Monday, December 13, 2010

Parenting Perspective

Okay, I admit it. My husband says I'm part of a cult. And sometimes I agree.

How so? Well, I'm a bit of a [says in quiet undertone voice] attachment parenting mama.

Flee while you still can!! I am one of those! You know the kind, the ones who are active (or like me, used to be active since I have NO time right now, but still give advice when asked) in La Leche League (which speaking of that, there are 2 awesome groups, one in Hebrew and one in English running in Jerusalem right now- email me for details).

The kind that breastfeeds a toddler, interested in baby led weaning or baby led foods, tries to wear or hold her baby as much as possible, doesn't believe in cry it out sleep training, has co-slept with her baby for now close to 2 years, and still has her in her room when not... I know. I'm a freak. I'm facing it.

It's not a cult, I tell my husband- I raise a happy, well adjusted, independant, smart, courageous and adorable toddler this way! Her needs are met, I am in her life, despite working during the day, and all is right with the world! And then he conceeds, that yes, everyone is happy- and then mutters "LLL, it's a cult" under his breath. And we both laugh.

Now. I am usually a very non-judgmental person. I try very hard to be like this. The problem is usually not me- but people around me. Like for example, if someone mentions she's giving her one year old milk, and I remark, "Oh that's nice.", she immediately feels she has to defend herself and say, "Well, I breastfeed for a year, and now I need a break, and I'm happier and so is he, so now we stopped nursing."

Okay lady. I get it. And truthfully, a side of me says- yay! You are happy and your baby is happy! So what's the problem? I certainly don't care! I think 3 days of breastfeeding is a huge accomplishment and mothers should get awards for it!
Yet AP parents get a flak, sort of, of being judgmental of others' parenting, so hence the response.

Yay! I'm happy you found a bedtime routine that works for you. Do you really think I care that your kid is in another room than you? Do what works! As a wise friend once said- if it ain't broke, don't fix it. (Now, if you let your kid scream for hours alone to get that result, don't expect me to praise you. I may nod and say, OK, but I'm certainly not going to lambast you in public for it. If I feel you are receptive to a comment, I may recommend The No-Cry Sleep Solution as an alternative.)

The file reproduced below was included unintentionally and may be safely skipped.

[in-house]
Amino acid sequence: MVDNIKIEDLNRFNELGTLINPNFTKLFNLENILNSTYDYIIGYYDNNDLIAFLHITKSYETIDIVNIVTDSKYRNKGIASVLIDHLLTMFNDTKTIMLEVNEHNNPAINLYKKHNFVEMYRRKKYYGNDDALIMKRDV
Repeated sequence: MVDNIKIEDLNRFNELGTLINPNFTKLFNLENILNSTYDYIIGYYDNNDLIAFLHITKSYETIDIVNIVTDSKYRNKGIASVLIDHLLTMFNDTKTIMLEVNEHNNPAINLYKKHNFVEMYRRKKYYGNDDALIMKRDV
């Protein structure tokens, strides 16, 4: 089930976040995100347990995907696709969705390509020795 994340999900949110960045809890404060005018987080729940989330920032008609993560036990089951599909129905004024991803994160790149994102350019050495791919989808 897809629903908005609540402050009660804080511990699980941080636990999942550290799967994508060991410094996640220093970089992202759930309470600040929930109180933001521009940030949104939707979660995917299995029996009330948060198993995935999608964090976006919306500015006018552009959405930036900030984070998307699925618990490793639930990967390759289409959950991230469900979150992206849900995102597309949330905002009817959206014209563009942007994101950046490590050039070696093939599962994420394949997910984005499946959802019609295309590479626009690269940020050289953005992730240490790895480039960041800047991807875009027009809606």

So I'm throwing this out to the blogosphere. Do you feel people judge you on your parenting style? Are you judgmental of others? Do people feel they have to defend their style to you?


sporadicintelligence said...

I co-slept with my baby out of convenience, and I got such flak from my mother, now my baby sleeps in his crib next to my bed, which was actually what originally intended, but I love co-sleeping, and my baby usually ends in my bed after the last feeding of the night, so we wake up with a warm and fuzzy feeling, and we don't tell my mother :)

As for other people, I'll usually have some parenting book or article backing me up, and people don't like to mess with "authority", even if it was just a an article in the Mishpacha :)

nmf #7 said...

Sporadic Intelligence- Hah- I also co sleep because I'm lazy :D Or as you say- out of convenience. And eventually I told my mom- and she was fine with it :D

But I'm more referring to people trying to explain themselves to me- as if I'm this person who has to be appeased, and who has to approve of their own parenting style.